Read Chapter 14 “How the Kids Got Away?”
Maggie was glad to be out of the old, full of long-forgotten shadows, base. The naked skeletons of the trees seemed to be more appealing to her than the rusty base that has seen much better times. She took a deep breath and closed her eyes, enjoying a gentle breeze on her cheeks. Patrick wasn’t sure if what he saw in the base was real, or possibly just some trick his imagination played on his tired mind. So much has happened in the past few hours that anything and everything was possible.
Patrick glanced at Maggie and kissed her forehead, while gently guiding her into his arms. Patrick’s unexpected emotional display caught Maggie off guard, but she didn’t object. He was surprised by his spontaneity as much as Maggie was. Everyone needs human connection, especially when your past is trying to catch up with your present. Maggie didn’t mind showing emotions. However, the clock was ticking, and she had no idea how long it’d take them to travel to London. Besides, finding missing people in a city torn to pieces, such as London is not an easy task.
– “We must go” – said Maggie while slowly taking a step away from Patrick.
– “Yes, yes, of course.” – he let her go and grabbed his drone a second later. The drone’s power was still off, which meant that the Above hasn’t gained control of whatever was happening on the ground.
– “Are you all right?” – asked Maggie hoping that she didn’t hurt his feelings.
– “Yes, I just thought, for a second… but …” – Patrick began to wonder what if the Corporate Government was playing tricks on him. What if the reality he was experiencing was just a simulation and he walked right into a trap. His distrust of what was in front of him was influenced by years of propaganda and brainwashing the Corporate Government put him through, which intensified in the past couple of years. He often couldn’t distinguish between what was real and what was just created by the Corporate Government to confuse and catch unsuspecting people off guard. He knew that he had decided to follow Maggie regardless of whether his experience was real or not. He wanted to believe in Maggie, her story and her need for his help. He’s been lonely for years and often silently wondered if he chose the right side of the revolution, sacrificing so much and getting so little in return.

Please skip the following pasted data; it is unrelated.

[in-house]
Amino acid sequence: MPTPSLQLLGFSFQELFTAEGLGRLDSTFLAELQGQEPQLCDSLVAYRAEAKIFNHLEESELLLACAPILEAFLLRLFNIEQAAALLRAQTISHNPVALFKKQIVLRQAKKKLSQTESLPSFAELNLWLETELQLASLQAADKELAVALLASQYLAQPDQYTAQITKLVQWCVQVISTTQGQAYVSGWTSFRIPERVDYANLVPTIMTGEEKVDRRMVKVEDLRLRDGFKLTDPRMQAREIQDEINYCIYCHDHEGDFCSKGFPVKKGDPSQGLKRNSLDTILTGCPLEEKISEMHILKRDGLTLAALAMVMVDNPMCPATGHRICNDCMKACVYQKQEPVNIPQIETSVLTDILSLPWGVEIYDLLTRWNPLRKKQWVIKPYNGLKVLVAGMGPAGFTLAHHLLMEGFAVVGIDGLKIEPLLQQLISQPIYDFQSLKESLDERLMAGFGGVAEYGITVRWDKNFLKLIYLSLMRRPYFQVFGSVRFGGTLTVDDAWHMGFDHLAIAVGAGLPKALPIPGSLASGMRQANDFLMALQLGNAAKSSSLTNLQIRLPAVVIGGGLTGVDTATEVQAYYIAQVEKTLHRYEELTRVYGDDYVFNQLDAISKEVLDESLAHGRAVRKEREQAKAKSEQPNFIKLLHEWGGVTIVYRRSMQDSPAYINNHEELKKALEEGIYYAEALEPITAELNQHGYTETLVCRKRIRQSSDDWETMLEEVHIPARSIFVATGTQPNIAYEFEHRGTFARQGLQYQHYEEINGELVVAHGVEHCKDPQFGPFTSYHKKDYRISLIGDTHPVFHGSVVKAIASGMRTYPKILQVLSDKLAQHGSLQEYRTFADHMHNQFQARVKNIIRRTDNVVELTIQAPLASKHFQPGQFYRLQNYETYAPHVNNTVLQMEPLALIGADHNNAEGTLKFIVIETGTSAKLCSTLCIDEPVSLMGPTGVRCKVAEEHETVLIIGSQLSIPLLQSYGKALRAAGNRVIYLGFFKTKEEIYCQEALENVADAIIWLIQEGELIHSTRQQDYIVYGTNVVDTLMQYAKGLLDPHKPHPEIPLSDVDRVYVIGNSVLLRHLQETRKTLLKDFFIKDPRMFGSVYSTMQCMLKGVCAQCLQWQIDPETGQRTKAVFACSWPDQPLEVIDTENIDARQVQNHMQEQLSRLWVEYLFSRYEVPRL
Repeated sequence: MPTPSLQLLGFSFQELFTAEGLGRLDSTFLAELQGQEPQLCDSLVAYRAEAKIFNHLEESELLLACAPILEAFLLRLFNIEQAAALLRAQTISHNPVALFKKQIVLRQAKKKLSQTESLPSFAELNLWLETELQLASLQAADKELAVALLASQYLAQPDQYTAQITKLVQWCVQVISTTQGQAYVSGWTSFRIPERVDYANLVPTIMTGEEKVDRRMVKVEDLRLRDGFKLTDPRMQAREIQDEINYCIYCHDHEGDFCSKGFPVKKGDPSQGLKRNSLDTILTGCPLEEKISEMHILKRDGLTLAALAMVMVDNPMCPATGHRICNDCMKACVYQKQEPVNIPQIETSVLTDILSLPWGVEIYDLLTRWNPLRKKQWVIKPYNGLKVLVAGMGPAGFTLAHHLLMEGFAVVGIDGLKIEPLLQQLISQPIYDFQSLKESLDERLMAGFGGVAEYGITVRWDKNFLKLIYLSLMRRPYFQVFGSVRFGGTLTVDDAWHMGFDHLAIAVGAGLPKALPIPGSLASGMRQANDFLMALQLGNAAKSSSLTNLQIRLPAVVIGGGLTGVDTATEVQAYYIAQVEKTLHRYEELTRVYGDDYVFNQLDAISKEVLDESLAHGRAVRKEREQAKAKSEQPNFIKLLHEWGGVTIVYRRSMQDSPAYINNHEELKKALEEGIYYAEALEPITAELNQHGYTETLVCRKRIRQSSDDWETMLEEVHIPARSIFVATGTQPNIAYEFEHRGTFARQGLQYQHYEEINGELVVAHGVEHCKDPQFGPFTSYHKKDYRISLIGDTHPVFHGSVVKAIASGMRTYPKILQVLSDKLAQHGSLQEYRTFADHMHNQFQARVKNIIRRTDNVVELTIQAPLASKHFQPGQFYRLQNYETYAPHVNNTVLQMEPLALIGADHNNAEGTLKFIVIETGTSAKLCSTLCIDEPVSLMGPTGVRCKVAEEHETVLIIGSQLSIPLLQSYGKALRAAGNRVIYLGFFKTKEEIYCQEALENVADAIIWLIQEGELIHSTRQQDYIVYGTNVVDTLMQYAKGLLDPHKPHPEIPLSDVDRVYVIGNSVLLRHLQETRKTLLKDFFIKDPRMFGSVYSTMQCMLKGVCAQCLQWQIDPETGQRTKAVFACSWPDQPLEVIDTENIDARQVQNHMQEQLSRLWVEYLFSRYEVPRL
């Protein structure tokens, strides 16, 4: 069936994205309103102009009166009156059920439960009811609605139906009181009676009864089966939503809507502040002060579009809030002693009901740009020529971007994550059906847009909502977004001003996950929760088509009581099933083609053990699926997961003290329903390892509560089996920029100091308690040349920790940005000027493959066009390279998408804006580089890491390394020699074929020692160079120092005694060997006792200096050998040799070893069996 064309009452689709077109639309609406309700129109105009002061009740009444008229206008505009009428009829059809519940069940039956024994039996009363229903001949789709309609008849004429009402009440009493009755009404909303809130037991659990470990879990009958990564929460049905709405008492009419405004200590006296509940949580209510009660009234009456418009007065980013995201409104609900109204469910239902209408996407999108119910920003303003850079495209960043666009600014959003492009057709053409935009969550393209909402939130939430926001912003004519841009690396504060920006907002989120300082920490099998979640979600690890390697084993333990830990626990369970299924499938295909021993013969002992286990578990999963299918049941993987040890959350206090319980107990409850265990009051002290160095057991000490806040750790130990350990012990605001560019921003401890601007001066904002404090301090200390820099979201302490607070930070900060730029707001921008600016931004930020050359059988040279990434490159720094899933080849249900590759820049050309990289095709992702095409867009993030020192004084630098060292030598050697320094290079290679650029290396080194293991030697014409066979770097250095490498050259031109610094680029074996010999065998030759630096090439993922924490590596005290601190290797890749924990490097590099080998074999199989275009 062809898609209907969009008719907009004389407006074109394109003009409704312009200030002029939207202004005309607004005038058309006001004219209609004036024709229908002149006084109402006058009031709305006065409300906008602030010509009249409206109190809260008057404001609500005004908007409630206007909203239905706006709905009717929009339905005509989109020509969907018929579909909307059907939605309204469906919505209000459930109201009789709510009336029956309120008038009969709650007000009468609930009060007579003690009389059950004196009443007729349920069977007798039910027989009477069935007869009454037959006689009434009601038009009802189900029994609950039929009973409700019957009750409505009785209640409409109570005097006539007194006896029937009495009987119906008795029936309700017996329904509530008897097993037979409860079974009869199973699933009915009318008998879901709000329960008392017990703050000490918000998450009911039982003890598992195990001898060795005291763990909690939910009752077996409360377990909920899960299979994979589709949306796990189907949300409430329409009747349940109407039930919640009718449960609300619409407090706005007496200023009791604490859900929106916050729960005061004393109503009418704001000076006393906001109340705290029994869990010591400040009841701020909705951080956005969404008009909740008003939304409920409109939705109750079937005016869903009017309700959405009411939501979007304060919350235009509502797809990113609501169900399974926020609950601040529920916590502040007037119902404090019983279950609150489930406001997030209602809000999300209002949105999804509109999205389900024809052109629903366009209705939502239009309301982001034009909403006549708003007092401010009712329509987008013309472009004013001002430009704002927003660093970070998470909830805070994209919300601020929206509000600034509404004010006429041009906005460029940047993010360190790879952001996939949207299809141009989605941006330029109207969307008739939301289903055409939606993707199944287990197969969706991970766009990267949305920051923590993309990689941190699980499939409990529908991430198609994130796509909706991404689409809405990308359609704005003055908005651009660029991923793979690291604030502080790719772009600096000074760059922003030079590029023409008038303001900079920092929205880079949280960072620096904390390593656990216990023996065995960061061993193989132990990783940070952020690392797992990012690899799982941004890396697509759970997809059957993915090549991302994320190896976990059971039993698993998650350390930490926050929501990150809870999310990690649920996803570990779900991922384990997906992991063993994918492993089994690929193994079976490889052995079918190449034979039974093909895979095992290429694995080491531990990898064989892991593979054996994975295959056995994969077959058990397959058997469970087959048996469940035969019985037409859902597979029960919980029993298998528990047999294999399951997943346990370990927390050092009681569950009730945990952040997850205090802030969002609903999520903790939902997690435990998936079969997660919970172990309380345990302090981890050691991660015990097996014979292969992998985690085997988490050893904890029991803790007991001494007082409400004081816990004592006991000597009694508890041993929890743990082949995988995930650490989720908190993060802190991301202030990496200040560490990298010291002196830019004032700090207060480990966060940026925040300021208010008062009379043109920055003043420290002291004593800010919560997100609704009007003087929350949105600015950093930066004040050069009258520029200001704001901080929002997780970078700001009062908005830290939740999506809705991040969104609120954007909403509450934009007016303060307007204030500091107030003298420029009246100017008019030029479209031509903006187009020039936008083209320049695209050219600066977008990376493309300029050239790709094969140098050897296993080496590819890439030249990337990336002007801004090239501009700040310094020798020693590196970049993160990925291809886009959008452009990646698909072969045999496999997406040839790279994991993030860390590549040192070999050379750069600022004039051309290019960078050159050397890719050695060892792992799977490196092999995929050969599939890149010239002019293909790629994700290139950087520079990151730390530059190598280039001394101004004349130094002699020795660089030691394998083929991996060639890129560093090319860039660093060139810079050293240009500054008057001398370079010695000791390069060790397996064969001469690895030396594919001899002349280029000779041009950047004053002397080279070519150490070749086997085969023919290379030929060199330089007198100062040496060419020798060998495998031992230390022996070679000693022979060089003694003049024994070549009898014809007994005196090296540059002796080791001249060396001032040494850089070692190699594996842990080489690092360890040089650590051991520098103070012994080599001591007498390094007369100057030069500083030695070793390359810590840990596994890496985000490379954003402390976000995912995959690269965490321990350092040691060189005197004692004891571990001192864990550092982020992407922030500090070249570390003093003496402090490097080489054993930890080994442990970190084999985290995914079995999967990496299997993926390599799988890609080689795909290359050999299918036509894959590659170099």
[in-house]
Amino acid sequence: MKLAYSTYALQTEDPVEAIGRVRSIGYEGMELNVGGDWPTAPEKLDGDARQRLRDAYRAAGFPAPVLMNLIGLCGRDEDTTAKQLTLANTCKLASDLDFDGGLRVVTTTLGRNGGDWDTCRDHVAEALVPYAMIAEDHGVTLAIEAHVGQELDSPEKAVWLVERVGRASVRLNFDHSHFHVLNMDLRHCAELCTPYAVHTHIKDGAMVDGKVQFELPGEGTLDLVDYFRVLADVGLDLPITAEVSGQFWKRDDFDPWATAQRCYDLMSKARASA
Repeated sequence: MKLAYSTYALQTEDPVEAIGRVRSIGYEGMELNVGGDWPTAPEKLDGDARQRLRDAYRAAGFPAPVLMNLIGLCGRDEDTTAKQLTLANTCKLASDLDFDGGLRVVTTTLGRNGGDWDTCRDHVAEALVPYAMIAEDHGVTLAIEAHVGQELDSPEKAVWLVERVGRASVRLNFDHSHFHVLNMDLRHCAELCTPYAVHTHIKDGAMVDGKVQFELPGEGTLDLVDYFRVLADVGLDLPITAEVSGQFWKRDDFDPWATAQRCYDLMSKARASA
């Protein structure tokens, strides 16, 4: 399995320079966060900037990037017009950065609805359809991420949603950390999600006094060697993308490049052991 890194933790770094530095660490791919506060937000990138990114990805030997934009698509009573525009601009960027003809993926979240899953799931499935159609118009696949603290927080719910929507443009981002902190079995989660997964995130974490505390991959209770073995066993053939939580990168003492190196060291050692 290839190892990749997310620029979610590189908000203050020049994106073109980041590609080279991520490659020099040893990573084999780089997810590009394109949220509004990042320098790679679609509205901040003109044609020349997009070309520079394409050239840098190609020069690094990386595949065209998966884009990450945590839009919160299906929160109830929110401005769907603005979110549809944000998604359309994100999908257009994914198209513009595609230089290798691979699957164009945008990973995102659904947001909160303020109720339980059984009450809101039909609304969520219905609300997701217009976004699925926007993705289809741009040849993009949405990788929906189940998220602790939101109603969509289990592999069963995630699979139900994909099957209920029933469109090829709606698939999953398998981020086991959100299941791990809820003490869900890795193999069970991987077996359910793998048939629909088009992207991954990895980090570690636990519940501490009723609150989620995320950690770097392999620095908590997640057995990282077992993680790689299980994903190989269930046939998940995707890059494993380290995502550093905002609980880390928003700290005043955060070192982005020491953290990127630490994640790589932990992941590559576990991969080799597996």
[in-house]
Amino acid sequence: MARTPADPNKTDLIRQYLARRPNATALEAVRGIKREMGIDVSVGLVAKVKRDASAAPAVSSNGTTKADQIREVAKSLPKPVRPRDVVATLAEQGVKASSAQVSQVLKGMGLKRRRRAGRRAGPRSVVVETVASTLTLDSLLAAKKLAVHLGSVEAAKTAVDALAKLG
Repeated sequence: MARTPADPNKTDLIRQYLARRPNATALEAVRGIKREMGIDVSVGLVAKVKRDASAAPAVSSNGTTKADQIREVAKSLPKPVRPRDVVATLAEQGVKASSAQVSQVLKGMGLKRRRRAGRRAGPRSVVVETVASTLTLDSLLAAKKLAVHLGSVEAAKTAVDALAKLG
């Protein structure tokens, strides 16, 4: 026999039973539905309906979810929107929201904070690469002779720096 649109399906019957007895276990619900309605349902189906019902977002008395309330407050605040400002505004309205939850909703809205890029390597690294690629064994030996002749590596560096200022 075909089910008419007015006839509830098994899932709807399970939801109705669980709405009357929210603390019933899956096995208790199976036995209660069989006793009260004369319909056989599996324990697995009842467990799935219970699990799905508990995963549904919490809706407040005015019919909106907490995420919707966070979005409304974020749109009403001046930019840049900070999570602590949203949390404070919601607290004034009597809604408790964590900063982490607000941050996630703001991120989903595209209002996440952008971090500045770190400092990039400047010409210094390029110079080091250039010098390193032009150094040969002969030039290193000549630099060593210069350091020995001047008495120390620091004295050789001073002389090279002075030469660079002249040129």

– “We need to keep going, Patrick.” – Maggie’s vague voice brought him back to reality.
– “Yes, of course.” – Patrick brushed his doubts aside, just the way he has been doing all his life. He took out his trusted old-fashioned compass from his pocket. -“We shouldn’t use your fancy equipment now. We don’t know if the Corporate Government is tracking your devices or not.” Maggie nodded in agreement.
Patrick turned around and started marching North; Maggie followed him, hoping that they were going to catch up with the kids soon enough.
Maggie walked in silence, looking around at the remains of the once-thriving forest filled with unique animals and soothing plants. But only dry patches of hallow trunks were left behind, where the trees used to grow. The trees starved to death, just like most of the animals. For years Maggie tried to understand why the greed of the Corporate Government deceived so many people. And why the Corporate Government didn’t want to see beyond their own short-sighted personal interests. She never came to any conclusions or profound understanding of human motives.
Suddenly Patrick stopped and pulled her down to the ground. They were in the open with not much cover around. The only way they could avoid being seen was to lay still amongst ankle tall grass. Patrick put his finger across his lips, listening hard to the whistling that was coming straight at them. Maggie froze imagining the most horrible scenarios that could possibly come to be; in none of those scenarios, she got reunited with her kids. The sheer thought of that made her want to act and act fast. Foreseeing what Maggie might do, Patrick put his hand on her back, making sure she wasn’t trying to stand up. He didn’t know who or what was approaching (could have been anyone from smugglers, to the Corporate troops, to rebels); he didn’t even realise that anyone still knew about this old forest road.